Speaking of the finale, I feel like the writing team dropped the ball a bit. The 1950s and 1960s Peanuts had a bleakness and a harder edge than is allowed in entertainment aimed at young people these days, but it also had an inherent sincerity and openness that was undeniably genuine. Today we try to protect everyone from any minor offense and worry so much about hurt feelings, but it’s a forced and practiced carefulness around each other that’s expected of us but not necessarily real. What’s that nickel’s worth of psychiatric analysis got to do with anything? You can’t imitate real sincerity, and the ending of this film was so exactly like someone from 2015 trying to fake 1950s that it came off like a stilted, overly explained deus ex machina. It’s hard to explain, but you’ll understand when you see it.
Humor has always been a big part of the franchise, and the film does not disappoint. As I mentioned, there are two plots that weave through the film. The second follows Snoopy’s flights of fancy fighting the Red Baron. Like the TV specials, these have hardly any effect on the main story, but a good amount of time is spent on them. The Big Bow-Wow steals the show (as usual) and provides some of the biggest laughs. In fact, you could cut all of these scenes together and have one of the funniest Peanuts shows ever!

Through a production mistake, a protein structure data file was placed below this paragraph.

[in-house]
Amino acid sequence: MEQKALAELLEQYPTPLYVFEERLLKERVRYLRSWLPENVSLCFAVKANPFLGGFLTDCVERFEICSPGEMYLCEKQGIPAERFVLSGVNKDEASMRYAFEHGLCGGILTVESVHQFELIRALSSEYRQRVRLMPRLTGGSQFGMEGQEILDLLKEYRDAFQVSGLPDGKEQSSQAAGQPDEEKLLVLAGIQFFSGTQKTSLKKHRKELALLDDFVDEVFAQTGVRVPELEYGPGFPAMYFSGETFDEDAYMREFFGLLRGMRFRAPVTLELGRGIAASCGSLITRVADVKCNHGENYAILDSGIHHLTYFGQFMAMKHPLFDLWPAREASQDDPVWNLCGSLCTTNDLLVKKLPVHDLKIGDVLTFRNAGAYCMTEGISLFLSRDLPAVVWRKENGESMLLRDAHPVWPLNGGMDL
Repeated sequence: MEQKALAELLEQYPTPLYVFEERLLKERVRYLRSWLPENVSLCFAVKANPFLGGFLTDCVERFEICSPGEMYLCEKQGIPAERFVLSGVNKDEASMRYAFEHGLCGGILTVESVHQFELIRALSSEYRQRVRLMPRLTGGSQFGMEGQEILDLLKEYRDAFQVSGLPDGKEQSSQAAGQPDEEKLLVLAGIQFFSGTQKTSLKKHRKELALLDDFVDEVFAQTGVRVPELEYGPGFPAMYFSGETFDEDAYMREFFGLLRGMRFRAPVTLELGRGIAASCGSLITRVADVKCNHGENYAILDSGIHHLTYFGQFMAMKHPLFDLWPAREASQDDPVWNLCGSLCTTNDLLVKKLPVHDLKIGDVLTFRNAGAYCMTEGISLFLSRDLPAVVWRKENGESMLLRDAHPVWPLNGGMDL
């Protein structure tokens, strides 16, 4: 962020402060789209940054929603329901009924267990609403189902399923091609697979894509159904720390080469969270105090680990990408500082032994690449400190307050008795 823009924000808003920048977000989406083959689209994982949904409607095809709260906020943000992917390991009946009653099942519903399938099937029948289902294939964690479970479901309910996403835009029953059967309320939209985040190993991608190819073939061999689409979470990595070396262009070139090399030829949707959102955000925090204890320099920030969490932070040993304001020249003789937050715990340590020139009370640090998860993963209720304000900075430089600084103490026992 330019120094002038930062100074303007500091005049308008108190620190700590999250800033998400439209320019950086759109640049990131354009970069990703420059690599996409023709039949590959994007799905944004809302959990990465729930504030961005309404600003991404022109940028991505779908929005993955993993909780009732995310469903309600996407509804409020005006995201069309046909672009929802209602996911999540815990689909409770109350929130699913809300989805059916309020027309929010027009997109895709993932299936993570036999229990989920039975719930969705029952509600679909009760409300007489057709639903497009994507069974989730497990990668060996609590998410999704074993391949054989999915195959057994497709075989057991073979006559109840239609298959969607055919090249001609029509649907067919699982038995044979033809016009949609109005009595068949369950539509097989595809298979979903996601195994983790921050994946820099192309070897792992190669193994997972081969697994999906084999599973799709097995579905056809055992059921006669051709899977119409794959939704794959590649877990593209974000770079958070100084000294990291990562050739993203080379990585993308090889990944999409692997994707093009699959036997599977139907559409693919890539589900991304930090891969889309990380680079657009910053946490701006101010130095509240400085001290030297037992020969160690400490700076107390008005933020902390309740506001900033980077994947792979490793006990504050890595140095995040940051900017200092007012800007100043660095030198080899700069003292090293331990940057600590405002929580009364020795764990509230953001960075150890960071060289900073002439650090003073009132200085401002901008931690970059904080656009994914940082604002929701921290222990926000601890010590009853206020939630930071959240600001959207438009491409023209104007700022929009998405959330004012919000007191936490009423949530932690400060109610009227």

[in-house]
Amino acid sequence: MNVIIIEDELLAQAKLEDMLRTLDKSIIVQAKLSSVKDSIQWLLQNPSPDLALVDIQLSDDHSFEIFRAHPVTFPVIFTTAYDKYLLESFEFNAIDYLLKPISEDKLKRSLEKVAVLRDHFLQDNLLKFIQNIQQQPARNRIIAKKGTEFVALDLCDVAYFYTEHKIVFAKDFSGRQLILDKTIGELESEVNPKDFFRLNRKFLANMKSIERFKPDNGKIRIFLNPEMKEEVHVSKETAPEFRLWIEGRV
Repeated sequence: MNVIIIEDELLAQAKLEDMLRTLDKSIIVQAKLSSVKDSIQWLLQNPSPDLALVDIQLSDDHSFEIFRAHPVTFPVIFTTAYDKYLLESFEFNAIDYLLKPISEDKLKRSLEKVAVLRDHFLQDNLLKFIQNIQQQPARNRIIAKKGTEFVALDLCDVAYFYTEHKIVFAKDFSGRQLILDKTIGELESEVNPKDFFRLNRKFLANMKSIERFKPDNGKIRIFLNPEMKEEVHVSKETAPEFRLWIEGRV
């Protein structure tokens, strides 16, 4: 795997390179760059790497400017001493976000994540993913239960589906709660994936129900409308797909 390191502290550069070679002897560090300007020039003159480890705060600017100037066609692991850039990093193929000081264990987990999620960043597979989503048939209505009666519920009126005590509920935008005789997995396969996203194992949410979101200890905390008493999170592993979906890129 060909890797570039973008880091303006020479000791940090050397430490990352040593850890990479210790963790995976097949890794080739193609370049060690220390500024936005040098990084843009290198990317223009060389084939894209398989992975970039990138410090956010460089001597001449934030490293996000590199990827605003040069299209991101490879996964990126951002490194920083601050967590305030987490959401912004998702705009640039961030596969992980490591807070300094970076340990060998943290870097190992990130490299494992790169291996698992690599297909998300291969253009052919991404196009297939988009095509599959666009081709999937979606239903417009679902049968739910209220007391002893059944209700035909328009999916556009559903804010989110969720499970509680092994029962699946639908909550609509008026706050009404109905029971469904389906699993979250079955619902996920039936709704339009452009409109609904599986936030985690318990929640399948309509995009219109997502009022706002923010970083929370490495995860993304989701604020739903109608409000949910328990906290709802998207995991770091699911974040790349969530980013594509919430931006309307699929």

Don’t assume this wasn’t a good story! I may be being a little harsh on it, but that’s only because this property has been part of our national pop culture for 65 years, and we all probably feel a little overly protective of it. The writing in general (episodic as it might be) was very good, and other than some character motivations, was Peanuts-worthy. For fans, there are a lot of little callbacks to the TV shows and comic strips that will bring a smile to your face. If you were worried they were going to ruin the movie by having the characters be too “edgy” or “modern” you can rest easy. While there was no way a studio making this film in the 21st century would ever be completely faithful to the original, this is probably as good as it gets. There is no out of place slang, or technology, or references. Like the TV specials before it, it has a timeless quality that serves it well. Excepting the new animation techniques used to create it, the film fits in with all that came before it.